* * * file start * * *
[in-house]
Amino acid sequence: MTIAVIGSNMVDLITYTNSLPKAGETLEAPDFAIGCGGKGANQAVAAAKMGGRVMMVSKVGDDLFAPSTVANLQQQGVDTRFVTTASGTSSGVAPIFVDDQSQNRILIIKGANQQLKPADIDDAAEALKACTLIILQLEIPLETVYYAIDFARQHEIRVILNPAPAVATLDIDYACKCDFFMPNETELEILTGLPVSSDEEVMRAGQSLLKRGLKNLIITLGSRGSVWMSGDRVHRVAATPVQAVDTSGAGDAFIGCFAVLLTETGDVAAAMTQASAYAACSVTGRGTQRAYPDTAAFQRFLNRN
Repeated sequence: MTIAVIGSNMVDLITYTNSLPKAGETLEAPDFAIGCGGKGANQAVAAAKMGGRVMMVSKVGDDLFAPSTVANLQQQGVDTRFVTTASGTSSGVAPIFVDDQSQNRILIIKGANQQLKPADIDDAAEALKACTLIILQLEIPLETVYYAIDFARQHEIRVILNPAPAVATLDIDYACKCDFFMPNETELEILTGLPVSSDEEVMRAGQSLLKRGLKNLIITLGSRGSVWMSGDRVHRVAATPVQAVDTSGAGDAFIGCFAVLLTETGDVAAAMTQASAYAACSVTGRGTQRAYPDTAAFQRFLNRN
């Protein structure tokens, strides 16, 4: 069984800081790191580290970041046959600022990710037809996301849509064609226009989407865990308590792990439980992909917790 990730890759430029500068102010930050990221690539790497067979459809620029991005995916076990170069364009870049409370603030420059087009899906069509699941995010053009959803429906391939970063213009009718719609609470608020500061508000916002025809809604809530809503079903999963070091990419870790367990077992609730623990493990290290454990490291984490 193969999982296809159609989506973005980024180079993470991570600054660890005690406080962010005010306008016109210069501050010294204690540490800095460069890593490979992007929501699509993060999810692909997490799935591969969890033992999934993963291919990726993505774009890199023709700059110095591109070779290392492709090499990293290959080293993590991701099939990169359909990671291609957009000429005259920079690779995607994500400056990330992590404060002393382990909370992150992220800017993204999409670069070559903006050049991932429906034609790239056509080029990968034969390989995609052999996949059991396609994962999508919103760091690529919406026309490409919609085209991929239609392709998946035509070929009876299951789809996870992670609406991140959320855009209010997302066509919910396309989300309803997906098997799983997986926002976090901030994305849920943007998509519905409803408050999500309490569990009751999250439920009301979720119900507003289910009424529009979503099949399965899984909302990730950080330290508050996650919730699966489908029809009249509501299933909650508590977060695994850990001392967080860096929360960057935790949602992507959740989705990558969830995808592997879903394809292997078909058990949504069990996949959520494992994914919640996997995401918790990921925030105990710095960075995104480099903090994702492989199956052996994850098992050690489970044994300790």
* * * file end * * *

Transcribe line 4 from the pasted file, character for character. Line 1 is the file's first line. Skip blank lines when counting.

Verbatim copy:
């Protein structure tokens, strides 16, 4: 069984800081790191580290970041046959600022990710037809996301849509064609226009989407865990308590792990439980992909917790 990730890759430029500068102010930050990221690539790497067979459809620029991005995916076990170069364009870049409370603030420059087009899906069509699941995010053009959803429906391939970063213009009718719609609470608020500061508000916002025809809604809530809503079903999963070091990419870790367990077992609730623990493990290290454990490291984490 193969999982296809159609989506973005980024180079993470991570600054660890005690406080962010005010306008016109210069501050010294204690540490800095460069890593490979992007929501699509993060999810692909997490799935591969969890033992999934993963291919990726993505774009890199023709700059110095591109070779290392492709090499990293290959080293993590991701099939990169359909990671291609957009000429005259920079690779995607994500400056990330992590404060002393382990909370992150992220800017993204999409670069070559903006050049991932429906034609790239056509080029990968034969390989995609052999996949059991396609994962999508919103760091690529919406026309490409919609085209991929239609392709998946035509070929009876299951789809996870992670609406991140959320855009209010997302066509919910396309989300309803997906098997799983997986926002976090901030994305849920943007998509519905409803408050999500309490569990009751999250439920009301979720119900507003289910009424529009979503099949399965899984909302990730950080330290508050996650919730699966489908029809009249509501299933909650508590977060695994850990001392967080860096929360960057935790949602992507959740989705990558969830995808592997879903394809292997078909058990949504069990996949959520494992994914919640996997995401918790990921925030105990710095960075995104480099903090994702492989199956052996994850098992050690489970044994300790």